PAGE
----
Wallingford, CT – February 9, 2012 – Families generally do not plan ahead for funerals, and related decisions are often made under stress. While Americans spend billions of dollars a year on funerals, consumers should understand their options and do their research before making decisions about a final resting place.
By educating themselves about the process, taking time to ask questions and comparing costs, families can avoid overspending and are more likely to get the kind of service they want.
A funeral can be a simple internment or an elaborate affair with music, speakers, customized caskets and refreshments for mourners. Family, religious or personal preferences are important, but cost and convenience should be considered as well.
The Federal Trade Commission’s Funeral Rule
gives consumers a number of rights, including the right to receive written price lists, explanations of cemetery or legal requirements and the choice of using a container other than a casket for cremation. Some cemeteries have their own requirements, which must be explained fully before you make a purchase.
Better Business Bureau offers the following tips for making wise decisions after the loss of a loved one, or when planning for the future:Be an informed consumer
- Funeral homes are required to provide detailed price lists over the phone or in writing. Ask if lower priced items are included in those lists. Contact BBB for a business review of any funeral home, cremation service, cemetery or other provider you may be considering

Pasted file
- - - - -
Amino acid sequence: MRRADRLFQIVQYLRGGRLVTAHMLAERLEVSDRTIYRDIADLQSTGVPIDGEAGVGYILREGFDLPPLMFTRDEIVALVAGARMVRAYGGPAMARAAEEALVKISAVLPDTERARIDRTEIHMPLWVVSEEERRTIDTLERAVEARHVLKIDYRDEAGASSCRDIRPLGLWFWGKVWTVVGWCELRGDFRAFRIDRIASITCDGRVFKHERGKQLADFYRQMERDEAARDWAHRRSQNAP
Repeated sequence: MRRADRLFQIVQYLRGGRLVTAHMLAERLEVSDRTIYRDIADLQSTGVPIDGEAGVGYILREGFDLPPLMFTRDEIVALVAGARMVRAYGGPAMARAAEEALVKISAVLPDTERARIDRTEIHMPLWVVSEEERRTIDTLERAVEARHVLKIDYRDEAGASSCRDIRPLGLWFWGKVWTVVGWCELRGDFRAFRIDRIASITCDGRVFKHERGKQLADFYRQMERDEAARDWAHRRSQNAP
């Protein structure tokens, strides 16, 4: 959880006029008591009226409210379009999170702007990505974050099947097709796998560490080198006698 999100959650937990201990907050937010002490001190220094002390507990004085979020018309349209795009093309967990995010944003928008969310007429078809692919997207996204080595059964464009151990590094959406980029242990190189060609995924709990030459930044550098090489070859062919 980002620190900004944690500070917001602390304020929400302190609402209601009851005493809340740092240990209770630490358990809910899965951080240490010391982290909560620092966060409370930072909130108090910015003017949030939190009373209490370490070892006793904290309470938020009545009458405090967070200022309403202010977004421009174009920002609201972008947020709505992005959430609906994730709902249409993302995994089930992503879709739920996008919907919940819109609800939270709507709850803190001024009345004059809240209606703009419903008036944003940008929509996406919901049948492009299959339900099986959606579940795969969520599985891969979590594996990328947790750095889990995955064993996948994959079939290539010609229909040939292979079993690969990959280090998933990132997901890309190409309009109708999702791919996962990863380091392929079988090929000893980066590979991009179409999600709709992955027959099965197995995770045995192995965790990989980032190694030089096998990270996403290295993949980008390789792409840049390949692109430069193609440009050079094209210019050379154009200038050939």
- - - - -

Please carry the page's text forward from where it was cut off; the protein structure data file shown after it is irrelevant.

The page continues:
- Check whether the funeral services director or embalmer is licensed. Reviews are available at www.bbb.org
or by calling 203-269-2700.Be wary of unsupported claims
- Sellers who claim to have a product or service that will preserve human remains over the long term are misleading you. Funeral providers cannot determine how long a casket will preserve a body, so keep that in mind when deciding whether to purchase a more expensive “sealed” or “protective” casket. In addition, Embalming is not required if you choose direct cremation or immediate burial, and a casket is not legally required for a direct cremation. Cemetery plots or niches in a mausoleum are sold more like a perpetual lease than a real estate deed
- The rights of use should be spelled out in the contract. Ask if there are additional fees for vaults, opening the grave or perpetual care and whether the cemetery has an endowment to provide for upkeep over time.Research funeral home service fees
- The Federal Trade Commission’s website at www.ftc.gov
has information on charges that are prohibited under its Funeral Rule.
Resist high-priced sales pitches from funeral industry vendors - They should treat you with compassion; not pressure you. Consult a friend or family member
- Take along a friend or relative when you visit the funeral home to assist with difficult decisions.
Insist that details of all proposals and purchases be put in writing - Compare the posted prices and any verbal promises with those listed in the contract. The contract should itemize all prices and specify any future costs. Check the document for any restrictions. Prepaying for a funeral has advantages as well as risks
- If you choose to prepay, carefully research your options and know your rights. You can always make plans in advance without prepaying, and you may be better off putting money for a funeral in a savings account.
Be sure to share your specific wishes with those close to you.